[Marrakech rose, May 2014.]
June. On Saturday we walked and walked in Rabat just here and there in the Casbah and the medina where I did not buy anything and thus spared myself the fatigue of haggling. I impulse-purchased a really pretty tea set in Sale and told Sierra that when she is just a little bit older we can play tea parties with it (I may have to go back for more pottery; it’s dangerous there as everything is so well-made and affordable – mostly – and very nice). We drove back along the coast and the beaches were surprisingly rugged and not too crowded. I made a mental note to organize ourselves to get up there at least once a month as it’s only an hour from Casa and much quieter, which for a lot of us is sorely needed on the regular.
[A few scenes from the weekend.]
Meanwhile my parents came to town last week and I’ve predictably engaged in the usual frenzy of baking that occurs when I have visitors in the house. I’ve baked spicy vegan gingersnaps, cornbread muffins, regular muffins (using all whole wheat pastry flour and brown sugar for the maple syrup), and a riff on that reliably good lemon yogurt cake I have made more times than I can reasonably count.
Well — I’m still keeping pretty eggless over here. I think I’ll come back around in time but for the moment I’m hesitating to even use them in baked good (issues, I have ’em). For my husband’s belated birthday cake – he being in Algiers for the past two weeks, thus missing both the Memorial Day weekend and his birthday the poor guy – for a little celebration we’ll have on Wednesday there is no question I will turn to this chocolate cake with peanut butter buttercream 1. because it’s really one of the best cakes in my small repertoire and 2. the chocolate cake recipe calls for not one egg. Perfect!
But anyway, I wanted to have some cake in the house for my family upon their arrival. We like to have an afternoon cup of tea — perhaps why I was drawn to that pretty tea set — and I mean, you just have to have a bit of cake to go along with that. Lemon yogurt cake is one of my favorites, plus it’s so quick to put together, an aspect which is especially more relevant now that I have an 8-month-old wriggler who seems to cat-nap rather than take long luxurious sleeps. (I think she takes after me who truly cannot nap at all unless I am incredibly jet-lagged. I think I was able to get in one nap throughout the early days of her life, when all you hear is “sleep when the baby sleeps!” What a lovely idea, but for someone like me, who was vibrating with the wish to run pretty much as soon as we arrived home, it was impossible. Consequently I am still tired but at least I have cake.)
Thanks to the wonders of the Internet and the DPO I had a bag of ground flaxseeds in the fridge and I thought I’d throw caution off the upstairs balcony into that nice breeze off the Atlantic and use the flax egg substitute in place of true eggs. And wouldn’t you know … it turned out beautifully! The cake is a bit more dense, a little more heavy, and its texture is not as fine, but this is not to its detriment. In fact it’s rather the opposite. I think I actually prefer the cake sans ouefs. Am I crazy? Possibly. Yet I also like the added nutritional boost from the flax seeds, high in omega-3 fats, fiber, and a whole slew of other vitamins. And the cake itself is flecked with bits of flax meal that adds an interesting visual and just the barest hint of nuttiness.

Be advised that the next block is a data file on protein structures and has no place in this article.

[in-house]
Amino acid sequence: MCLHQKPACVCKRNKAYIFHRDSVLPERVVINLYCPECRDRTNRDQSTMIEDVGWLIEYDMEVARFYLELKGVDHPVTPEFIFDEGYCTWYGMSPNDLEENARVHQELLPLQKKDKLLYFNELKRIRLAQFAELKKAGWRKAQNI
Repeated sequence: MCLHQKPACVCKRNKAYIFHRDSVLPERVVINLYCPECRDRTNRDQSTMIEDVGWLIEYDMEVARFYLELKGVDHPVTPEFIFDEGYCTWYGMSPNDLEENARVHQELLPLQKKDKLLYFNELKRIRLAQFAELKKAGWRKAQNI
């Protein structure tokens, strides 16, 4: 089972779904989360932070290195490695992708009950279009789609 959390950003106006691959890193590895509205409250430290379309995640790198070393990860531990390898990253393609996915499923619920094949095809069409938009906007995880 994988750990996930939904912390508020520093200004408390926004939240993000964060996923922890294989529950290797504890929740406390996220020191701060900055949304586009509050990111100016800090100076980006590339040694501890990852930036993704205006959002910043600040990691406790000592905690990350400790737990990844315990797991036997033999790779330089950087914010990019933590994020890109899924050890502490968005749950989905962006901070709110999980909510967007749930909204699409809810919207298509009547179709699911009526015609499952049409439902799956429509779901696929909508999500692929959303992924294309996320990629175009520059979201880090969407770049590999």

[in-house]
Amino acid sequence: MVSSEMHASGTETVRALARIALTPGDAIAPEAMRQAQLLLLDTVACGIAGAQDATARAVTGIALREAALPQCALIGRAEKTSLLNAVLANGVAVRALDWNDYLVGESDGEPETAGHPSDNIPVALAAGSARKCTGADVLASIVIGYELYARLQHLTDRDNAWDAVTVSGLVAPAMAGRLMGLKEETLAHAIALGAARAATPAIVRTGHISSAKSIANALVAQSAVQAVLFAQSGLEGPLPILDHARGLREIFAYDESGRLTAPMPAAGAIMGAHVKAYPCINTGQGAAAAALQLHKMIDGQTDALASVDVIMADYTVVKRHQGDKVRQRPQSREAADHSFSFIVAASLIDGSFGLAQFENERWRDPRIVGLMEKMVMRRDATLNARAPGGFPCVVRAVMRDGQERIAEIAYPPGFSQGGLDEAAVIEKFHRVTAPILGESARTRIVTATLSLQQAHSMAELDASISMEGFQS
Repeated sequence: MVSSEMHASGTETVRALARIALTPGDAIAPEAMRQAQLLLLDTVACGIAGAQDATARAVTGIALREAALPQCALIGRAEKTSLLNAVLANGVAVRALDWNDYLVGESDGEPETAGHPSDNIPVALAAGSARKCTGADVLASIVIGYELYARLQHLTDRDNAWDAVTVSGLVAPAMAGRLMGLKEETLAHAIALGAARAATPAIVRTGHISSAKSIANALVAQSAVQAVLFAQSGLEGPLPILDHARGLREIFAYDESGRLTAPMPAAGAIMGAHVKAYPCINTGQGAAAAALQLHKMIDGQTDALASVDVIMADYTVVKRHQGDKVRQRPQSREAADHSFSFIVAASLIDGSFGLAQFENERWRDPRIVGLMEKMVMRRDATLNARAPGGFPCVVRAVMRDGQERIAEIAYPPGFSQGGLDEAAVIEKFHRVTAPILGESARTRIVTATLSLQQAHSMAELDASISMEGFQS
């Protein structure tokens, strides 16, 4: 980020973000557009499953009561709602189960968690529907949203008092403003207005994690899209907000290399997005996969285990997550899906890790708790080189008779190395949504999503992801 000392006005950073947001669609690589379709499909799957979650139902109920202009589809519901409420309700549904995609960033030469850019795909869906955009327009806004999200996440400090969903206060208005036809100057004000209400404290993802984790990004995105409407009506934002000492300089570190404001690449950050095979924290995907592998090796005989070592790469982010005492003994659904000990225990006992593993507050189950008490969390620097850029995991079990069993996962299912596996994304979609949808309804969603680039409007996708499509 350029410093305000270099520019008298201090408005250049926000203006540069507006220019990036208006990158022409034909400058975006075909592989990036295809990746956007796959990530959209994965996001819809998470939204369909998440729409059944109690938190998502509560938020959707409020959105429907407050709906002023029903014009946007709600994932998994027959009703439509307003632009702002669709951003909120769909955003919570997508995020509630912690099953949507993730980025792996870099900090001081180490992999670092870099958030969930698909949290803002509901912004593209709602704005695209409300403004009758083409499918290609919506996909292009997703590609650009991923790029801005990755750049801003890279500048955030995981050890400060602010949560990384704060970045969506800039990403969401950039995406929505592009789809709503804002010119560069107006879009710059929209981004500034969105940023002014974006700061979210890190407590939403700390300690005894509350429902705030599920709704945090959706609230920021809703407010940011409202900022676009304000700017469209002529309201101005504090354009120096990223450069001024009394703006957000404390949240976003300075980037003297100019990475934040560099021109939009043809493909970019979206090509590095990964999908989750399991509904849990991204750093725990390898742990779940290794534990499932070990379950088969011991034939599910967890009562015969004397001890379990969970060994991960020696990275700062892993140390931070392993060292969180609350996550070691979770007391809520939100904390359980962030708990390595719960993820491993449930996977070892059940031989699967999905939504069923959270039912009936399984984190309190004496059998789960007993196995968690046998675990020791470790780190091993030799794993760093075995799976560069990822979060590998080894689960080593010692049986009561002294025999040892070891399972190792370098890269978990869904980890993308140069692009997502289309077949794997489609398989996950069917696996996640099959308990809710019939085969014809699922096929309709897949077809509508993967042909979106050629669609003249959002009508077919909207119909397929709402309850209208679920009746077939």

Along with a pot of PG Tips (we are not fancy in this household) or a nice cuppa rooibos after dinner a slice of this cake slips down ever so nicely. In less than 6 weeks we’ll be back in our beloved Northern California for a vacation, and won’t that be nice, too. I’m already anticipating my first burrito from Green Chili Kitchen and my long-awaited trail run out to Arch Rock — all of it is so close I can almost taste it. Cake to keep me going ’til then.
I was initially a bit trepidatious about how this cake would taste because I used flax seeds in place of the eggs; would it be stodgy? Too flax-y? But! As these things can go, my fears were totally unfounded. If you would rather, substitute three large eggs for the flax seeds + water combo. To make this completely vegan, substitute a non-dairy yogurt or ‘milk’ for the plain yogurt.
For the cake:
1/2 cup plain full-fat yogurt
3/4 cup granulated sugar
3 tablespoons ground flax seeds dissolved in 9 tablespoons of water (let rest 15 minutes or more in the fridge before using)
1 1/2 cups all-purpose flour
1/4 teaspoon salt
2 teaspoons baking powder
2 teaspoons freshly grated lemon zest
1 teaspoon vanilla
1/2 cup canola or vegetable oil
For the glaze:
Juice from 2 lemons
1/2 cup powdered sugar
Heat the oven to 350 degrees F.
In a large bowl, combine the yogurt, sugar, and flax seeds, stirring and whisking until well blended. Add the flour, salt, baking powder, lemon zest, and vanilla, mixing to just combine. Add the oil and stir well to incorporate. Keep stirring until it forms a smooth batter. Pour and scrape the batter into a greased 9-inch round cake pan or bundt pan.
Bake for 30-35 minutes, until the cake feels springy to the touch and a toothpick or cake tester inserted into the center comes out clean. Do not overbake.
Cool cake on a rack for about 20 minutes; then turn it out of the pan to cool completely.
When the cake is thoroughly cooled, combine the lemon juice and powdered sugar in a small bowl and spoon it gently over the cake.